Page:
Tyler Bagby
Mrs. Winters
English 1 - Hum - 3
30 May 2015
The Importance of Humanities
What would a society be without its philosophies? Without its literature? Its art or music? What about the rich history of the rise and fall of nations. Are none of these important, of such less importance that a school district would discourage the study and development of these subjects, overall known as humanities? By taking away the classes that enable students to interpret and create their own versions of these concepts, the district would be taking away the culture of our society today, because it is in a society\'s literature, art, music, and philosophies that a civilization is defined. These classes allow students who thirst for knowledge to delve into matters that allow them to think with other minds alike and ancient minds recorded on paper while giving them a healthy amount of skepticism, uncertain questions, and exercising their creativity. Take away these classes, and you take away the future generation\'s humane insight into the world and the nature around us.
Personally, I have seen myself and my fellow classmates think more critically about ideas represented to us today, and ideas that have been thought of in the past. From reading Ender\'s Game at the beginning of the year, to reading Siddhartha a couple weeks ago, our conversations in class have changed greatly and have grown more in depth. At the beginning of the year, we had to have a Socratic seminar to get ideas flowing and completely understand the text. But as the year continued, we no longer had Socratic Seminars in an ordinary day in class, because conversations about the text were deep and conclusions were made easily and more profound ideas were found by the quiet kids in the class without the Socratic Seminars. This may be seen as a habit of getting comfortable with surroundings, but can also be seen as the development of thinking. One may ask if these can be found in a regular English class, and while they may, these humanities classes are both a collection of students who excel in the areas of literature and history and ones that think differently. It is geared toward their own minds and encourages their out of the box style of thinking. Without this challenging course, these students would not be able to focus in a core class with it being too simple for them and no one but themselves to share their intriguing thoughts with because they would most likely think differently than the other students in the class. These classes also allow students to compare ideas not only with other students, but the greatest minds of ancient civilizations as they study their philosophies and read their literature.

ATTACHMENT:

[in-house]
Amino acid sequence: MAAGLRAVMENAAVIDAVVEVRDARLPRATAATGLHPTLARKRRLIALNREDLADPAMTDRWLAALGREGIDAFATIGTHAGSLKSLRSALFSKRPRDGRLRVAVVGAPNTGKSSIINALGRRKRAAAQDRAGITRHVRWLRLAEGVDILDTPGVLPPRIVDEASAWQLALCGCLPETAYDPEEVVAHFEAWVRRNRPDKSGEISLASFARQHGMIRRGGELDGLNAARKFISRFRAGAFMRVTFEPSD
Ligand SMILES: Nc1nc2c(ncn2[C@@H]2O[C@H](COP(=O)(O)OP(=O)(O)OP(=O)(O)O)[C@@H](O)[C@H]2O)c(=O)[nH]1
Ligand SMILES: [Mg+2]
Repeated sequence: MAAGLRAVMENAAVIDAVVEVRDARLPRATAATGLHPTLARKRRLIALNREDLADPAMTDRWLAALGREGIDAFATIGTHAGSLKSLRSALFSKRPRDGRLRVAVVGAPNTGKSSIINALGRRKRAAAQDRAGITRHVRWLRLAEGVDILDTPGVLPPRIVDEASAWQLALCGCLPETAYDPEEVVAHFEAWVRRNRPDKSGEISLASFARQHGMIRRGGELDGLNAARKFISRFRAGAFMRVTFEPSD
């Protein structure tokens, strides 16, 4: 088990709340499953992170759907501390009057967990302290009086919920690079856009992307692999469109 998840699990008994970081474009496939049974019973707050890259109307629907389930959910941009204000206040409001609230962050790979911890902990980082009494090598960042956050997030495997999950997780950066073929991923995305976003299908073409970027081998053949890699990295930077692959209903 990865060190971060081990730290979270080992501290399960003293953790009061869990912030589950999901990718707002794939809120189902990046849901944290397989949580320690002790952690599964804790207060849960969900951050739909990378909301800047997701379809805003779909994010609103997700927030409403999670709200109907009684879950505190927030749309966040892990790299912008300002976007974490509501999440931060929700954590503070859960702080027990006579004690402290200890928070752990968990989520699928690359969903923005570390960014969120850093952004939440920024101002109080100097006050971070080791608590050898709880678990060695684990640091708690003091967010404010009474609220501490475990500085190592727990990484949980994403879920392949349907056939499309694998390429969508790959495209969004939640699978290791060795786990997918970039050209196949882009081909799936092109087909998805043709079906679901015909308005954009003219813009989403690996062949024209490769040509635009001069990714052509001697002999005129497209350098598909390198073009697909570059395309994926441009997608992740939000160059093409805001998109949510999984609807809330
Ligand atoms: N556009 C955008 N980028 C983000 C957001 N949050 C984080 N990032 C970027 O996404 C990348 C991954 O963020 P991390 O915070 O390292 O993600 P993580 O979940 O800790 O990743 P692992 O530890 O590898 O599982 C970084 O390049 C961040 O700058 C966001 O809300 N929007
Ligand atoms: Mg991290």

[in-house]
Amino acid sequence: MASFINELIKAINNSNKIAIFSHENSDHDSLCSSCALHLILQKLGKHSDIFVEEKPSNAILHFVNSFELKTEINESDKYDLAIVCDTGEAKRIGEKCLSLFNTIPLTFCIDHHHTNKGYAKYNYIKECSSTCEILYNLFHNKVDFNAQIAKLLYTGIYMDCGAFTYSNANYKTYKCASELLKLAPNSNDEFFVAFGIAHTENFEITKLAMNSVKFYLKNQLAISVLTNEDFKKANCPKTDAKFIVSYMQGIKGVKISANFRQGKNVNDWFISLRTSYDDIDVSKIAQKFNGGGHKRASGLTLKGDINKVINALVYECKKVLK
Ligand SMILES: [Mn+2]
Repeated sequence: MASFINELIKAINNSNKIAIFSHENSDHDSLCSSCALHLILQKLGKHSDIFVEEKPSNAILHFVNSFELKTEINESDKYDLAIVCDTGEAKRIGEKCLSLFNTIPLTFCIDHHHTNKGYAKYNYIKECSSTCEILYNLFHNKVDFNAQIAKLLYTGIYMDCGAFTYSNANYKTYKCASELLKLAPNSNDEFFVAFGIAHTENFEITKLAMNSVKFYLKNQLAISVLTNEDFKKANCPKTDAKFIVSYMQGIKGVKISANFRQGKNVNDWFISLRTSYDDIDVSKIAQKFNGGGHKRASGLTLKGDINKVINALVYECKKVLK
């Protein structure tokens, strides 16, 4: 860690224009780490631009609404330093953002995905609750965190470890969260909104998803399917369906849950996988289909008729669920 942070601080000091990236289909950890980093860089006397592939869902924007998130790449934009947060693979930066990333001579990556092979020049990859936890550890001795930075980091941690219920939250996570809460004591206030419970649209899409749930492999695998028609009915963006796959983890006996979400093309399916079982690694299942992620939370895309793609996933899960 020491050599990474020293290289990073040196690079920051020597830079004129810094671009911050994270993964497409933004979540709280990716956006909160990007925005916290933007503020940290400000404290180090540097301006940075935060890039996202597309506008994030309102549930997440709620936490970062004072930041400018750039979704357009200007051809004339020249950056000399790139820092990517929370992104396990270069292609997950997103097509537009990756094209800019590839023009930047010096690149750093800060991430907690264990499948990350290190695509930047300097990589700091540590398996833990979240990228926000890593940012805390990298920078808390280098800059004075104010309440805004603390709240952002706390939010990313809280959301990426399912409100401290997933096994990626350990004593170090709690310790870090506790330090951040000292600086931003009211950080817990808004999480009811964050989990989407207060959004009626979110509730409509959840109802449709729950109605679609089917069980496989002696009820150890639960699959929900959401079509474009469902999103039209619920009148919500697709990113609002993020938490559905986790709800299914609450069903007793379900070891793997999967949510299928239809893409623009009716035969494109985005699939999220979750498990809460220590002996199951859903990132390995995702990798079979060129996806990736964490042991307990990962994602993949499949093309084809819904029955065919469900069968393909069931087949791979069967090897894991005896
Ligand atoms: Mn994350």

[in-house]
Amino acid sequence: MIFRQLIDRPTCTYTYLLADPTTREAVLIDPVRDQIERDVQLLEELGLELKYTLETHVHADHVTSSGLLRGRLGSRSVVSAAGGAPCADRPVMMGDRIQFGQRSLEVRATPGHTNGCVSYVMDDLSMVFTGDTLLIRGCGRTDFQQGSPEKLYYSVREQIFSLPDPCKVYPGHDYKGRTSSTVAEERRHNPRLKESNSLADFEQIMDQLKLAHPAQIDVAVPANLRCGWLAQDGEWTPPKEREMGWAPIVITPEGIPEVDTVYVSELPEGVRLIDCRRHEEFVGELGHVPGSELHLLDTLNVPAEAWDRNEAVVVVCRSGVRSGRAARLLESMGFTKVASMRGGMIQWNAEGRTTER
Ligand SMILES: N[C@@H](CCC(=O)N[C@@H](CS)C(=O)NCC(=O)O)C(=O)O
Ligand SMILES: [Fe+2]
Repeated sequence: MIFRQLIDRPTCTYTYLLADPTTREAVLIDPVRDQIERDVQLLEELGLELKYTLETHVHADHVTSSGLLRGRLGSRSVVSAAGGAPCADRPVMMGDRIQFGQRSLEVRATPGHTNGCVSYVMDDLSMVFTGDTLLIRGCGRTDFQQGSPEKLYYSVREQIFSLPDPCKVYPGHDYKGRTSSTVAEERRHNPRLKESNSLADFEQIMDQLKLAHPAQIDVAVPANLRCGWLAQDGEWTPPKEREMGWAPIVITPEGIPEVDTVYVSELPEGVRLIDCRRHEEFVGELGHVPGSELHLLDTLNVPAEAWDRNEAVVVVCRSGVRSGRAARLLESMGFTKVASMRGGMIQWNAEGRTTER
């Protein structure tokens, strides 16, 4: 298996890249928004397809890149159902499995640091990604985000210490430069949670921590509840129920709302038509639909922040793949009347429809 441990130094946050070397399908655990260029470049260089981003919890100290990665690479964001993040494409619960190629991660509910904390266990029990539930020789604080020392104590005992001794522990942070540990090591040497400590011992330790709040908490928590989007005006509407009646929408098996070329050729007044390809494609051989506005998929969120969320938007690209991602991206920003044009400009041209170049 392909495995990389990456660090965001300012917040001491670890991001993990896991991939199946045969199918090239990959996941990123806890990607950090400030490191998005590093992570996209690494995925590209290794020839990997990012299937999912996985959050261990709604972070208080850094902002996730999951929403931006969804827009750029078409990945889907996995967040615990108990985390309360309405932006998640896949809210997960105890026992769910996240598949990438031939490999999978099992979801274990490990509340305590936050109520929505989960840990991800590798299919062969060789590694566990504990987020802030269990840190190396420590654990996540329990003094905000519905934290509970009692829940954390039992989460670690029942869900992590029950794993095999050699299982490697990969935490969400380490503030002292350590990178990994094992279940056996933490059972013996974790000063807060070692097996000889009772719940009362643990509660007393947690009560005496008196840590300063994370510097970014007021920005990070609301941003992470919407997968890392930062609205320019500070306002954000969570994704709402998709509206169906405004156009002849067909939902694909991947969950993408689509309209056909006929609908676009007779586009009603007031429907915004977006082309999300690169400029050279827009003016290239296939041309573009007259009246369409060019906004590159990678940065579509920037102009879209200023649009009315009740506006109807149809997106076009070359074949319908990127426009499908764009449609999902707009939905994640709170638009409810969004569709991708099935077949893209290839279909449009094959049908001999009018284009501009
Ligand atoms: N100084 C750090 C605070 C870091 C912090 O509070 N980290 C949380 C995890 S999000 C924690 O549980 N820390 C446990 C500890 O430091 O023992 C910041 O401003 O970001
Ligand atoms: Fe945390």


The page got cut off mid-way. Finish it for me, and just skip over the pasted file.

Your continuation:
Often times these days, majoring in a field in humanities is often advised against because they are thought of as luxuries that students wanting a job can not afford. While studies in mathematical and scientific fields are good majors, the study of humanities should still be stressed even in these majors. In science and math, students are told what is the answer, and there is often no discussion over the truth of the problem. The study of humanities and ancient philosophies and ideas allow students to ask questions and provides them with uncertainty and constant thought over questions such as who we are and the purpose of life that have been pondered by the greatest of thinkers, but to find no definite answer. These questions exercise, as do humanities, the one side of the brain, while the study of logic, mathematics and science, exercises the other side of the brain. It is important to study both creative and logical aspects for it creates a healthier mindset. This study of humanities allows the mind to think freely, not trapped by definite answers or facts, and this thinking allows ideas to flow freely and easily from the mind and makes people better citizens as they think more about their actions and why to do what they do.
By providing students with challenging classes that make them think, giving them people of the same mindset to share findings with and studying the great minds of ancient civilizations, and making students ponder over uncertainty and questions that may never